The quarter saw Jet focus on driving up yield and attempting to clearly differentiate itself as the full service carrier of choice. This trend is likely to continue and several initiatives are under-way. Jet introduced eight levels of fare choices on August 17, each with varying levels of benefits. The changes are clearly weighted to favour the higher yielding passenger.
Going forward Jet will offer only one fare level in first class and also give greater focus on direct sales to reduce GDS costs. However, there is no defined sales strategy for reducing costs of servicing the corporate high yielding passenger who typically uses a travel agent, which costs the airline commissions.
Boeing 777 redeployment
With the return of the Boeing 777-300ERs leased to Etihad Airways, Jet will deploy these aircraft on the Singapore, London Heathrow, Amsterdam and Dubai routes. On certain routes this will mean an almost 50% increase in capacity.
Jet has already raised the ante on competitors from Europe, south-east Asia and the middle-east/Gulf by offering a consistent Boeing 777 product on the London Singapore route using the new award-winning integrated terminal 2 at its Mumbai hub. The airline will also compete with Singapore Airlines on the Mumbai Singapore route and with Emirates on the Mumbai Dubai route, both of which deploy 777-300ERs to Mumbai, along with one flight of their A380s.
On these shorter routes, which are also cargo intensive routes, Jet will also gain from the massive increase the belly hold cargo capacity of the 777.
The deployment of the 777s to Amsterdam will further strengthen the existing partnership between Jet and SkyTeam members Delta Air Lines and Air France-KLM. Delta has already pulled out of India, and Air France-KLM operates to just New Delhi, Mumbai and Bangalore. There are unconfirmed rumours that Air France may trim an Indian city from its network. The 777s will accommodate the additional traffic for Jet.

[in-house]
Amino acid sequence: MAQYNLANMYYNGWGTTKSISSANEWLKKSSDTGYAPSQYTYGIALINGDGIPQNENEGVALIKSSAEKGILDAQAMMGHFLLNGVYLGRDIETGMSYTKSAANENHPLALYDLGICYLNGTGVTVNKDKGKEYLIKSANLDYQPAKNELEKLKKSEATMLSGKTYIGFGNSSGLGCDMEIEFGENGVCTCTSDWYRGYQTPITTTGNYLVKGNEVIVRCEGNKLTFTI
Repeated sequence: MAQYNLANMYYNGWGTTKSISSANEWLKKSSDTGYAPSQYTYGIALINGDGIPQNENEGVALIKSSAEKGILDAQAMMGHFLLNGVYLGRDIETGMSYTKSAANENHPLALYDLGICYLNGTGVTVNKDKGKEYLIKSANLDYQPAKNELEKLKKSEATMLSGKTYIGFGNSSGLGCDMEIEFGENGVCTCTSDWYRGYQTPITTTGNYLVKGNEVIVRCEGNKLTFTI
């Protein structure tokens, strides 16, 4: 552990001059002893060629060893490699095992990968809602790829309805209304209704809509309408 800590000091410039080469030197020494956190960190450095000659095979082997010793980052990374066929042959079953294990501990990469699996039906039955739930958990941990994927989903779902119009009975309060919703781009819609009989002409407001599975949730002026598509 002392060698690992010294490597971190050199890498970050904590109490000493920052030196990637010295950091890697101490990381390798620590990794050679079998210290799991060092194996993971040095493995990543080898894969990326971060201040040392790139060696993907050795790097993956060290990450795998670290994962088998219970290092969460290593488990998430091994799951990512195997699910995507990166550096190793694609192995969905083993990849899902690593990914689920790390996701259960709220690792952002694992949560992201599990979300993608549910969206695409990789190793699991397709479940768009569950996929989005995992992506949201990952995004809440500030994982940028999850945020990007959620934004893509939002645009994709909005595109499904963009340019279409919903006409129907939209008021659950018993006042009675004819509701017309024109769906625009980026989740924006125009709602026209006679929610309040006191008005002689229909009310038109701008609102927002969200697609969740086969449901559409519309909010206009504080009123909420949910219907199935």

Cost implications and Jet’s limited network
However, given the costs of flying a 777-300ER the financial implications of this strategy are unclear and will force Jet to realign its schedules to feed a wider network out of these cities including possibly exploring alliances beyond Etihad Airways and its partners.
While the 777s are being touted as complementing the Jet network, the airline’s limited network has been long considered its Achilles heel. The shorter stage lengths do not justify the deployment of 777s, and an outright sale of these wide-bodies or new lease arrangements cannot be ruled out.
No 777s to Abu Dhabi
Interestingly, Jet will reduce its Abu Dhabi flights to the narrow body 737, something Bangalore Aviation has been consistently elaborating on. This is curious given the large volumes of passengers being flown to Abu Dhabi by Jet.
With no additional domestic aircraft capacity planned Jet’s strategy going forward is based on dual pillars of driving yield on the commercial side while focusing on operational efficiency to drive down costs.
The CASK reduction will be largely driven by performance engineering initiatives including Auxiliary Power Unit (APU) usage, optimal climb and descent profiles, routings and operational efficiency. The re-negotiation of some maintenance contracts also is a possibility.
Due to its larger size and more complex business model, Jet Airways will need to fend of challenges on both, the domestic and the international operations. The domestic market has going to witness capacity wars previously unseen in the Indian market; the regional market (Jet still operates 18 ATRs) is seeing new interest after the release of the Indian government’s Regional Connectivity policy.
With the elimination of the five year requirement to fly international, and the international market witnessing further growth by low cost carriers, Jet is set to face intense competition in the medium term.
Overall, Jet Airways will face headwinds and competition on several fronts and a turbulent ride is likely.